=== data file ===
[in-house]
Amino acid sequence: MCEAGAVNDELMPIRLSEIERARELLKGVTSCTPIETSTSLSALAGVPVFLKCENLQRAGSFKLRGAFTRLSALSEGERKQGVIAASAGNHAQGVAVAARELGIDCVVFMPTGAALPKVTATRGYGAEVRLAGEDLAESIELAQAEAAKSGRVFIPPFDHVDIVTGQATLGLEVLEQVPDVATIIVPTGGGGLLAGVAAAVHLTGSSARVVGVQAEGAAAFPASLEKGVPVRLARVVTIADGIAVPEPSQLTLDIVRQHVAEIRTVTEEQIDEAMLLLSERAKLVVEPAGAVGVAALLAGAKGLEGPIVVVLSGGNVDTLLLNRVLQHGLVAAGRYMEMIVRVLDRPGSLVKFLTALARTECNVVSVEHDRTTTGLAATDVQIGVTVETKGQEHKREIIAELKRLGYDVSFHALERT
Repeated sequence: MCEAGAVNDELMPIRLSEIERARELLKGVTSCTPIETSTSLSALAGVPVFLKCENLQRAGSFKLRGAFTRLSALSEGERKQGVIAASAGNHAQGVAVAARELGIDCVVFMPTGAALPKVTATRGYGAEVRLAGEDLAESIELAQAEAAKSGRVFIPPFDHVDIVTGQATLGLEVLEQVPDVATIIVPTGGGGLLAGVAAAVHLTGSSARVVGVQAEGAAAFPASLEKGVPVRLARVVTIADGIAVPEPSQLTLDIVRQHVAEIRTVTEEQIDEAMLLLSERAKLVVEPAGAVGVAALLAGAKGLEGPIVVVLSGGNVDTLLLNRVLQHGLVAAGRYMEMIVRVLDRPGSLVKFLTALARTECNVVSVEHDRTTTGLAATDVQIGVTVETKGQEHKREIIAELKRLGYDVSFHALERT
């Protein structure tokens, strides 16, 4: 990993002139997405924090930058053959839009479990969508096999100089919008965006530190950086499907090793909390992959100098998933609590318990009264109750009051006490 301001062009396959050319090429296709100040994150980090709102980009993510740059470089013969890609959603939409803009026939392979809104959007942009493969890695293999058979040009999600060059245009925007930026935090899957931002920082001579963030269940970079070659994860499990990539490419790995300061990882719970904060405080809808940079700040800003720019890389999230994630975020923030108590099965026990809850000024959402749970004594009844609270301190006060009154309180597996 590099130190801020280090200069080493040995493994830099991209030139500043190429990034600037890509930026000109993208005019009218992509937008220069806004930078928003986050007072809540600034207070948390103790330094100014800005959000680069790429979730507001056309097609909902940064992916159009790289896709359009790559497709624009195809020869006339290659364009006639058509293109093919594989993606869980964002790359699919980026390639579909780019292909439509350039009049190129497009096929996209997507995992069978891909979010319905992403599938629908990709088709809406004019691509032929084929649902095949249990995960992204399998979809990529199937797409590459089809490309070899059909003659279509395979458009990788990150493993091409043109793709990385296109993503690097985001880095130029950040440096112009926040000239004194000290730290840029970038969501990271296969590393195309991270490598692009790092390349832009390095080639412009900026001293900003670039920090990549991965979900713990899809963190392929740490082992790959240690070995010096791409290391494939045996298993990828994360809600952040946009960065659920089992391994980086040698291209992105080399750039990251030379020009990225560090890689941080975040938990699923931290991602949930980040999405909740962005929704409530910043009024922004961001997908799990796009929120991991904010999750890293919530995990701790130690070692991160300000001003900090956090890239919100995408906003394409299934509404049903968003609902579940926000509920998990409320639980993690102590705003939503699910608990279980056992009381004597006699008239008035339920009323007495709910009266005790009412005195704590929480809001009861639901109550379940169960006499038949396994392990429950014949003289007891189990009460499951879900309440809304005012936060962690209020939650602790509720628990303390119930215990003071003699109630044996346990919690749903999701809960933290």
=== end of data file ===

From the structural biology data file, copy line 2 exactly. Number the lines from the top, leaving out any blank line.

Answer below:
Amino acid sequence: MCEAGAVNDELMPIRLSEIERARELLKGVTSCTPIETSTSLSALAGVPVFLKCENLQRAGSFKLRGAFTRLSALSEGERKQGVIAASAGNHAQGVAVAARELGIDCVVFMPTGAALPKVTATRGYGAEVRLAGEDLAESIELAQAEAAKSGRVFIPPFDHVDIVTGQATLGLEVLEQVPDVATIIVPTGGGGLLAGVAAAVHLTGSSARVVGVQAEGAAAFPASLEKGVPVRLARVVTIADGIAVPEPSQLTLDIVRQHVAEIRTVTEEQIDEAMLLLSERAKLVVEPAGAVGVAALLAGAKGLEGPIVVVLSGGNVDTLLLNRVLQHGLVAAGRYMEMIVRVLDRPGSLVKFLTALARTECNVVSVEHDRTTTGLAATDVQIGVTVETKGQEHKREIIAELKRLGYDVSFHALERT